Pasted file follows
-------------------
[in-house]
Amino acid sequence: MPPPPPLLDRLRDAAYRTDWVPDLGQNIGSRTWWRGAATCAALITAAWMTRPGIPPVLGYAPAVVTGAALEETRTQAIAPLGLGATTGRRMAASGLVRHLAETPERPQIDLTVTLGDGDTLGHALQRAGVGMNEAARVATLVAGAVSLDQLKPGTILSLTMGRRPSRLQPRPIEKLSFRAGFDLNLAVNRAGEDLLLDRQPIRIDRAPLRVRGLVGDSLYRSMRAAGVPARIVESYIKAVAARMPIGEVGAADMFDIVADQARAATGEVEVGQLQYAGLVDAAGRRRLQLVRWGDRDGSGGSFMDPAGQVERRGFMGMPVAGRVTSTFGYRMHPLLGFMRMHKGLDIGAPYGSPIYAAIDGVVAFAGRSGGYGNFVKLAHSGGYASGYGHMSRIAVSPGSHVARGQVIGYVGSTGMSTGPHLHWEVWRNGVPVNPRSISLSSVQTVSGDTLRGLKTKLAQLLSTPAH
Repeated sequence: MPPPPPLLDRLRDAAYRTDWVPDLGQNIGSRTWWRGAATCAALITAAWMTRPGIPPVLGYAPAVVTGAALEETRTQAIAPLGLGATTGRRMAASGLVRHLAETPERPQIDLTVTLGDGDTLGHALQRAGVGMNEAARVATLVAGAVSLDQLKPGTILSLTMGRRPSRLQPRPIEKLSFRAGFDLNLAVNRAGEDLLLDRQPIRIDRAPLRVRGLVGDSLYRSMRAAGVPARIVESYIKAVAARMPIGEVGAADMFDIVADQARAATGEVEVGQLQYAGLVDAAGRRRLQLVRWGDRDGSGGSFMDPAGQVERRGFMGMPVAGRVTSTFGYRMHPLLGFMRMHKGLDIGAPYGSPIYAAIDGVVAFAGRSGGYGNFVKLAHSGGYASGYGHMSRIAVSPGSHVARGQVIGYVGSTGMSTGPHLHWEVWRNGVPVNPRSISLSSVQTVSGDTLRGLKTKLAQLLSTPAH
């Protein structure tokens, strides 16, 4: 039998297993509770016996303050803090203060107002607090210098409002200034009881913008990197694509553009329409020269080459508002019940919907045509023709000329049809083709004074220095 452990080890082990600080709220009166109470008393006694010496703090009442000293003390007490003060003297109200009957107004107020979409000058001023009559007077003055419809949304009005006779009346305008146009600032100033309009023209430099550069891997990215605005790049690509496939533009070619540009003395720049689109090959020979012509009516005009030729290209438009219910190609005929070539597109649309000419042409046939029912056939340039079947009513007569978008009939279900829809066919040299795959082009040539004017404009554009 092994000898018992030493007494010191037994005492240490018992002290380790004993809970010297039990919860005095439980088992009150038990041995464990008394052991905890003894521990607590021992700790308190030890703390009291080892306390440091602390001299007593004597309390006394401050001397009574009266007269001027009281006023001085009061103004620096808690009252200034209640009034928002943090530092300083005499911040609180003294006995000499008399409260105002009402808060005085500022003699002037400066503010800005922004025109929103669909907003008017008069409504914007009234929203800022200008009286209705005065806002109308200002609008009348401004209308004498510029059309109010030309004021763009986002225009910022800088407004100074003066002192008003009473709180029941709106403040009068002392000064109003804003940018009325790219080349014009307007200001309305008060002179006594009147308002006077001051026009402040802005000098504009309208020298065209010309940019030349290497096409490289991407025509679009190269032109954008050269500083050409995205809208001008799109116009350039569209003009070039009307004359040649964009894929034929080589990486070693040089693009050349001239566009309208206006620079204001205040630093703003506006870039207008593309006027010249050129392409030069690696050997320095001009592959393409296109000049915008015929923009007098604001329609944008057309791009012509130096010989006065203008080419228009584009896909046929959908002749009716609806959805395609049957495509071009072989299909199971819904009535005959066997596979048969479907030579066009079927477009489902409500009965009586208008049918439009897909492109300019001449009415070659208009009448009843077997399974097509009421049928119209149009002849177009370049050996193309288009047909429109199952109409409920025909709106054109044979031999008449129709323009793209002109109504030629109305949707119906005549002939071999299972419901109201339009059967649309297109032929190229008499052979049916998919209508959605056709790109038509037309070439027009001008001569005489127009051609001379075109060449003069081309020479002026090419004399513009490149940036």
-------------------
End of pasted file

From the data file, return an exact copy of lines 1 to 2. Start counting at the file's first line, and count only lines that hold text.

[in-house]
Amino acid sequence: MPPPPPLLDRLRDAAYRTDWVPDLGQNIGSRTWWRGAATCAALITAAWMTRPGIPPVLGYAPAVVTGAALEETRTQAIAPLGLGATTGRRMAASGLVRHLAETPERPQIDLTVTLGDGDTLGHALQRAGVGMNEAARVATLVAGAVSLDQLKPGTILSLTMGRRPSRLQPRPIEKLSFRAGFDLNLAVNRAGEDLLLDRQPIRIDRAPLRVRGLVGDSLYRSMRAAGVPARIVESYIKAVAARMPIGEVGAADMFDIVADQARAATGEVEVGQLQYAGLVDAAGRRRLQLVRWGDRDGSGGSFMDPAGQVERRGFMGMPVAGRVTSTFGYRMHPLLGFMRMHKGLDIGAPYGSPIYAAIDGVVAFAGRSGGYGNFVKLAHSGGYASGYGHMSRIAVSPGSHVARGQVIGYVGSTGMSTGPHLHWEVWRNGVPVNPRSISLSSVQTVSGDTLRGLKTKLAQLLSTPAH